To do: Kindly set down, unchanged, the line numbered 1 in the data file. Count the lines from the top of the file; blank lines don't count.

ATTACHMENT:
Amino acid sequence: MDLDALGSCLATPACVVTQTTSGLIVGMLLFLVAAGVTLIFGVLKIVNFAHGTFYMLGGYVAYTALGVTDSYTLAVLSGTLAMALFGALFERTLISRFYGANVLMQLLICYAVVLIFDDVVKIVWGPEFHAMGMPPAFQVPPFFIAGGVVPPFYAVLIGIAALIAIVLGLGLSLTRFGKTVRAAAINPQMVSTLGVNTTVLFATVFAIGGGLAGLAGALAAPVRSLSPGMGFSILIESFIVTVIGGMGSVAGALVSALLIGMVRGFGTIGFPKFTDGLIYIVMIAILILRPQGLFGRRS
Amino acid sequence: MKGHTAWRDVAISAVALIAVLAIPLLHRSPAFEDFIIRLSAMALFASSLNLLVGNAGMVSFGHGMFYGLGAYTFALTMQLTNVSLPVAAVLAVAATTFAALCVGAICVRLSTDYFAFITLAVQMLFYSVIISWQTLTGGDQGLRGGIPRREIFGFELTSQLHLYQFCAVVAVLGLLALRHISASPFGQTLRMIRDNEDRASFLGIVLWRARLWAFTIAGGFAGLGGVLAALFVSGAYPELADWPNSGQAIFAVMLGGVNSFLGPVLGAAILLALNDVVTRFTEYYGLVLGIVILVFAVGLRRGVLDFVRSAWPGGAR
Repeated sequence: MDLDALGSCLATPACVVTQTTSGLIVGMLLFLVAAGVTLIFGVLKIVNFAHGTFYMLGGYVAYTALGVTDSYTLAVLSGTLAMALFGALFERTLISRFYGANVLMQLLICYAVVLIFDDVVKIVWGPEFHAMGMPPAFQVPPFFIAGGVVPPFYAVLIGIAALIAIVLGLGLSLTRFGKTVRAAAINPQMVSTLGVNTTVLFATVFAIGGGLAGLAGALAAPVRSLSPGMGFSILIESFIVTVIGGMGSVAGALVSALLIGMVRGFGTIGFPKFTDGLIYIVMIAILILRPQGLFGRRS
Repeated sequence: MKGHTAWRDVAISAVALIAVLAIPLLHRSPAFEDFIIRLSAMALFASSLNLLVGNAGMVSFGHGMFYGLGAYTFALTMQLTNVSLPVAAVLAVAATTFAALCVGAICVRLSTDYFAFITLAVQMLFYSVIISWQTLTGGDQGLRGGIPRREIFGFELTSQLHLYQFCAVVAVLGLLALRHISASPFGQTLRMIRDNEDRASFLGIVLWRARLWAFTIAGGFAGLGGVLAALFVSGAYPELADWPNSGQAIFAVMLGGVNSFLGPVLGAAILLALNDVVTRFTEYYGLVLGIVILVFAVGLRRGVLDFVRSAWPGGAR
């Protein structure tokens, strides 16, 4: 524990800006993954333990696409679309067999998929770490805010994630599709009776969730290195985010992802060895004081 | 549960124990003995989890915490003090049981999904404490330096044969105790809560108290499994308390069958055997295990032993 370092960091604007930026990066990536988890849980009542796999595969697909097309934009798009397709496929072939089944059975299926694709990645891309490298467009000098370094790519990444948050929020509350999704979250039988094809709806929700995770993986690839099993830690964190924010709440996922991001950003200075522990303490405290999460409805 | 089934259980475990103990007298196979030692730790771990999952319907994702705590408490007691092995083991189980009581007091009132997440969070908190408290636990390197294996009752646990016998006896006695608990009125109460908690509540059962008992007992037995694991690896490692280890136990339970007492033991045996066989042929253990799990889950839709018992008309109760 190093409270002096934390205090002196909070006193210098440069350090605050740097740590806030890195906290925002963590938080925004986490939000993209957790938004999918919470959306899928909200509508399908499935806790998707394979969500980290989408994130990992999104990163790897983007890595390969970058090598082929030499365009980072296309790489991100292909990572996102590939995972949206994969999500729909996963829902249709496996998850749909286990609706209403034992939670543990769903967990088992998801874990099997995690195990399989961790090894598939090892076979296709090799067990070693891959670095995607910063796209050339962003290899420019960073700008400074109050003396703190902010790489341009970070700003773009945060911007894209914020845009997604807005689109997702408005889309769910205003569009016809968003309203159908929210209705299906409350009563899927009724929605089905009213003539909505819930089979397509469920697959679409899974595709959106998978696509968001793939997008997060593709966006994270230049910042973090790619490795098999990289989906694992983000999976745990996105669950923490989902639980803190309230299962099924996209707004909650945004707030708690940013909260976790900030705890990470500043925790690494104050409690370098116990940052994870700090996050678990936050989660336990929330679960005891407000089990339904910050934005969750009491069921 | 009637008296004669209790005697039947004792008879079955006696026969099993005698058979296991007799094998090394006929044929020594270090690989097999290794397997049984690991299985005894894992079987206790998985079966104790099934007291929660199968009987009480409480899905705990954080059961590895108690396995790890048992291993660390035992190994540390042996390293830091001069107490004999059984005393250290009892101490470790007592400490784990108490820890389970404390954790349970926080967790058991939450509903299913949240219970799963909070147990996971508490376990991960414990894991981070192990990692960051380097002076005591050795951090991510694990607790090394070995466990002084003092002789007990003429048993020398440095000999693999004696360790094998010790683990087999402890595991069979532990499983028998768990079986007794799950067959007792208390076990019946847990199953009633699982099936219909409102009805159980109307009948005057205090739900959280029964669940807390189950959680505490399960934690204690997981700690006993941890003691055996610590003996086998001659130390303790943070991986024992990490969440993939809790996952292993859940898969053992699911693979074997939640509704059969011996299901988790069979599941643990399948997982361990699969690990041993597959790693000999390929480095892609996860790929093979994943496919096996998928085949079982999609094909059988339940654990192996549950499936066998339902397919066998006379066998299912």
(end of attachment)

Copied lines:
Amino acid sequence: MDLDALGSCLATPACVVTQTTSGLIVGMLLFLVAAGVTLIFGVLKIVNFAHGTFYMLGGYVAYTALGVTDSYTLAVLSGTLAMALFGALFERTLISRFYGANVLMQLLICYAVVLIFDDVVKIVWGPEFHAMGMPPAFQVPPFFIAGGVVPPFYAVLIGIAALIAIVLGLGLSLTRFGKTVRAAAINPQMVSTLGVNTTVLFATVFAIGGGLAGLAGALAAPVRSLSPGMGFSILIESFIVTVIGGMGSVAGALVSALLIGMVRGFGTIGFPKFTDGLIYIVMIAILILRPQGLFGRRS